Q: Can you tell us more about the artwork featured on the title page?
A: The pictures in the exhibition are “Dove Crag” and “Fairy Well”, in Harbottle woods, an area walked many times and loved for the geology. They’re worked on coloured paper, with water colour wash as a base, then pastels and pencils. I never use a white base except for printing occasionally.
Q: What are you currently working on/planning to work on?
A: At the moment I’m working on a number of lino cuts of Northumberland, printed in black and white, and larger felt and stitched pieces for an exhibition next year.
Q: Are there any events/exhibitions that you’re excited about?
A: At the moment, Halima Cassell, a ceramicist, has an exhibition in Manchester called “Virtues of Unity”. Geometric designs in unglazed clay – some clays sent to her from all over the world.
And in Edinburgh an exhibition of great interest “Cut and Paste” 400 years of collage!
Q: Who is your favourite artist or favourite art movement?
A: I do not have a favourite artist but find myself more and more drawn to work, of any medium that depicts the seasons and texture of light, uplands and open spaces.
Q: When did you become a Friend of the Hatton Gallery and why? What is your favourite part of being a Friend of the Hatton Gallery?
A: Joining FotH about 10 years ago was a revelation. Really interesting and often challenging lectures and rewarding, helpful practical Saturday schools.
Professor Richard Talbot is Director of the Institute for Creative Arts Practice and Professor of Contemporary Drawing
Wednesday, November 6th, 1 pm
The talk will take place in the Fine Arts Lecture Theatre. Newcastle University.
The event is organised by Newcastle University Retired Staff Society (RSS).
This is NOT a public lecture. It is ONLY available to members of Newcastle University Retired Staff Society members and members of Friends of the Hatton (FotH). If you wwould like to join FotH, you can download a form from here.
There has been controversy and debate in the press on this issue in the past year, triggered by suggestions from the art critic Jacob Willer that traditional artistic techniques are being lost because of current teaching practices in art schools. Professor Talbot has addressed this criticism, arguing for an open-ended approach while offering students practical workshops in specific skills.
Newcastle University Retired Staff Society members are invited for coffee adjacent to the lecture theatre from 12.30pm. The RSS welcomes FotH members to what promises to be a fascinating lecture but it is essential that you email Richard Thompson at firstname.lastname@example.org before 31st October to register your interest.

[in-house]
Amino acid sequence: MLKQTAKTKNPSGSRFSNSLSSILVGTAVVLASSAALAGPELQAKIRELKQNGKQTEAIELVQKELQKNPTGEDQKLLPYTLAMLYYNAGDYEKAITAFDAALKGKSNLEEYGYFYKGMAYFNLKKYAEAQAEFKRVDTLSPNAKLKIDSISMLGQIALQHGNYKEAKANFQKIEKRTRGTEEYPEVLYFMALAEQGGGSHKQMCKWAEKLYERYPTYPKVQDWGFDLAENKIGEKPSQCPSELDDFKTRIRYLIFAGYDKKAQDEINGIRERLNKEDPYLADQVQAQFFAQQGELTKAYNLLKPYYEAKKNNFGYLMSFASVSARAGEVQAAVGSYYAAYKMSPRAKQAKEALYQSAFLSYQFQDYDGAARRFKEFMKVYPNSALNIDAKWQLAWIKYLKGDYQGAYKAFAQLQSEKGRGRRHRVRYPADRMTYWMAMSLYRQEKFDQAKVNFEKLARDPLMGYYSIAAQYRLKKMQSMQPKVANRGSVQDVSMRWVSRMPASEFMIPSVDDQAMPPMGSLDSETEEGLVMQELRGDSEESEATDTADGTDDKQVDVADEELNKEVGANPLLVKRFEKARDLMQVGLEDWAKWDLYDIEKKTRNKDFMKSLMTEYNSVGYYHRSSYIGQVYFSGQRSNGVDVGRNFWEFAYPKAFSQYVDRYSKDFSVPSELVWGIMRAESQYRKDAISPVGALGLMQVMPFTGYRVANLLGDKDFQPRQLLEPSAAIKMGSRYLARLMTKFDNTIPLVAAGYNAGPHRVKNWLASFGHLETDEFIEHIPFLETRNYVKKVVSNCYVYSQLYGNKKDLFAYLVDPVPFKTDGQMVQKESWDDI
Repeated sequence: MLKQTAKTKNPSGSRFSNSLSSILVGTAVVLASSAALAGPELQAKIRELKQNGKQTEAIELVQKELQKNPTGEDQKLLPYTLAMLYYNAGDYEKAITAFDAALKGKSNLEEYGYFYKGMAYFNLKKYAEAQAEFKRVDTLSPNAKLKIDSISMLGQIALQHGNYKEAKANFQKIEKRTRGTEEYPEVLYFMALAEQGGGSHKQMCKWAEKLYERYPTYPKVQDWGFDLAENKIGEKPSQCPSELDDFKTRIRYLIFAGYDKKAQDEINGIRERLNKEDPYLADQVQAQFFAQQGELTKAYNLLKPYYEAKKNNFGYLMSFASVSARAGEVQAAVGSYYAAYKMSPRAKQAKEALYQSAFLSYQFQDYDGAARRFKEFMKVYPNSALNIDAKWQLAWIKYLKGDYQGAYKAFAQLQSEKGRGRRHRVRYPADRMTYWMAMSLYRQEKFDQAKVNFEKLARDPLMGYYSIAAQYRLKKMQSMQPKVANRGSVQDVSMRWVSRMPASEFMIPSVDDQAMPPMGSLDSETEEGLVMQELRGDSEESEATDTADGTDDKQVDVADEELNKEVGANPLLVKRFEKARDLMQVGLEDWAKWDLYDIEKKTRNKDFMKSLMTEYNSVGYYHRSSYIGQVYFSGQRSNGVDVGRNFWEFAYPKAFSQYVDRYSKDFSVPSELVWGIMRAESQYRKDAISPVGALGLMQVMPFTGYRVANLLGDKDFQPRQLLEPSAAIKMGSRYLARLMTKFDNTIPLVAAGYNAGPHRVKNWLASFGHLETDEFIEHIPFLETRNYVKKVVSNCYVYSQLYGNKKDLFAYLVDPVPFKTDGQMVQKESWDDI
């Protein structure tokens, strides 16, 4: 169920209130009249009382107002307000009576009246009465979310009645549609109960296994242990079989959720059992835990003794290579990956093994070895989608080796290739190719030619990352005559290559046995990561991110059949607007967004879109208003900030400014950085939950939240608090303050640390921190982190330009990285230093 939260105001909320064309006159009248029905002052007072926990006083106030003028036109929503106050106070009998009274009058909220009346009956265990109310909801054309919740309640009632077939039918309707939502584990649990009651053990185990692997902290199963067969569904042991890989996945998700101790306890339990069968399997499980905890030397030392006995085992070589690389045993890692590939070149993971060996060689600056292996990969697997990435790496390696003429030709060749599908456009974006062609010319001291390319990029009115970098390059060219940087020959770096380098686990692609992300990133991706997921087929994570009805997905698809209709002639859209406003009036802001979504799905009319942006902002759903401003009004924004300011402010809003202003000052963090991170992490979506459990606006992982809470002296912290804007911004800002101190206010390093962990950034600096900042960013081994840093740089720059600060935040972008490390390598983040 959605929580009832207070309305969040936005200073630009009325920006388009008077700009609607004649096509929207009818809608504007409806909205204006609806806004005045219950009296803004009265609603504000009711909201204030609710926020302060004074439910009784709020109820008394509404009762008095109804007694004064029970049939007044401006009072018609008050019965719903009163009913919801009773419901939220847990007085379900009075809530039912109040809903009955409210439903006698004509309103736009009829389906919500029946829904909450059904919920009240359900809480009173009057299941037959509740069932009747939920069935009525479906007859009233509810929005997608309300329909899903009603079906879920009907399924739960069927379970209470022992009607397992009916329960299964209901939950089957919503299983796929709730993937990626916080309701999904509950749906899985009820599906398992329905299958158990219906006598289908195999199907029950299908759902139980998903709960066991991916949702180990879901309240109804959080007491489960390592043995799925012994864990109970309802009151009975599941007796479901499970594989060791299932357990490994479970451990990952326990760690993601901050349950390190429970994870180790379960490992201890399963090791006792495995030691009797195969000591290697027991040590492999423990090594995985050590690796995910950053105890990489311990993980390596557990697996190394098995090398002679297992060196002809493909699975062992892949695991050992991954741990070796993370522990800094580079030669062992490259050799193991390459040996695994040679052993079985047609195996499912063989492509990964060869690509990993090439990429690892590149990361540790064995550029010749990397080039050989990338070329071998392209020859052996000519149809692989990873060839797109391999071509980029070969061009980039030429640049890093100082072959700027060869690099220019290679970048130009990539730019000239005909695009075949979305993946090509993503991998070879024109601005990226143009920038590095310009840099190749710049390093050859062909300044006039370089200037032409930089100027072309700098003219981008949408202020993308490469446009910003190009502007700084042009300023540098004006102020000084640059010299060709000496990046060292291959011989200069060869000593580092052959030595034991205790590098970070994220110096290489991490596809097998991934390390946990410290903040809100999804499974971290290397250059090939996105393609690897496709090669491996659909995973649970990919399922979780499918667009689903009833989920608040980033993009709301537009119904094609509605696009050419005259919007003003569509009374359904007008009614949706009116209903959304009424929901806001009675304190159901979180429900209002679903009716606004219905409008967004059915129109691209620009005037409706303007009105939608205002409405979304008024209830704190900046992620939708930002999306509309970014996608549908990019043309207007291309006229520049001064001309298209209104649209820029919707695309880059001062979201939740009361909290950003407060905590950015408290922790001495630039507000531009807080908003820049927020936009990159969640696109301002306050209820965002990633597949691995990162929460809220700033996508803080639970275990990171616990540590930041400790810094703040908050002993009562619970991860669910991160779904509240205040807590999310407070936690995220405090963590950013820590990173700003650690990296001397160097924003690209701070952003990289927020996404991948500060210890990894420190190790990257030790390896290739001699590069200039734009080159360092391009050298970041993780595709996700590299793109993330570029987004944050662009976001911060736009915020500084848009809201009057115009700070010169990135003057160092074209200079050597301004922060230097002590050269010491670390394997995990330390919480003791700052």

A talk by Jeffrey Sarmiento of The National Glass Centre Sunderland and Sunderland University
Saturday, November 9th 11am to 1pm
The talk will take place in Learning Room at the Gallery.
Dr Sarmiento has worked internationally as a Fulbright Fellow in Denmark, a Visiting Artist at UrbanGlass, and an instructor at Pilchuck Glass School. He won the International Glass Prize 2012 at Glazenhuis, Belgium and his solo exhibition at National Glass Centre in Sunderland toured to Bullseye Projects, USA. His collaborative work was also included in Glasstress Gotika at the 56th Venice Biennale. He leads National Glass Centre Research and was also Artistic Director at North Lands Creative Glass, Scotland.
Our second Christmas Market will take place on Saturday 7th December Dec, 10:00-16:00. It will be an opportunity to sell your artwork, and crafted goods, There will be festive refreshments, a raffle and an opportunity to find unique and beautiful Christmas presents
If you’re interested in in a stall, send an email including a short description of items/goods to be sold and whether you want a full of half stall (if you have a sharing exhibitor in mind, please tell us that, too) to FOTHevents@gmail.com by 15 Nov 2019.
A ‘stall’ is a 6ft trestle table. Exhibitors need to bring any support equipment as required (stands/rails/cash box incl. change or float)
Costs: Single stall £20/ £30 for a shared stall with another exhibitor (£15 each)
Places are limited and available on a first come first served basis.
with Vhairi Cardinal & Caroline Coode.
Vhairi and Caroline are offering a short course in Printmaking on Saturdays 23rd & 30th November 2019 and 25th January & 1st February 2020, 10.30am till 4.00pm each day. The course will be held in the Learning Room, at Hatton Gallery.
As there will be more time, they aim to introduce simple screen-printing and revisit the 2 plate process, as well as helping students to continue with other techniques.
8 places are available
Cost: £20 per person per day plus a small surcharge for materials.
To register for a place on either of these courses, email FOTHevents@gmail.com. Don’t forget to tell us which course you are interested in.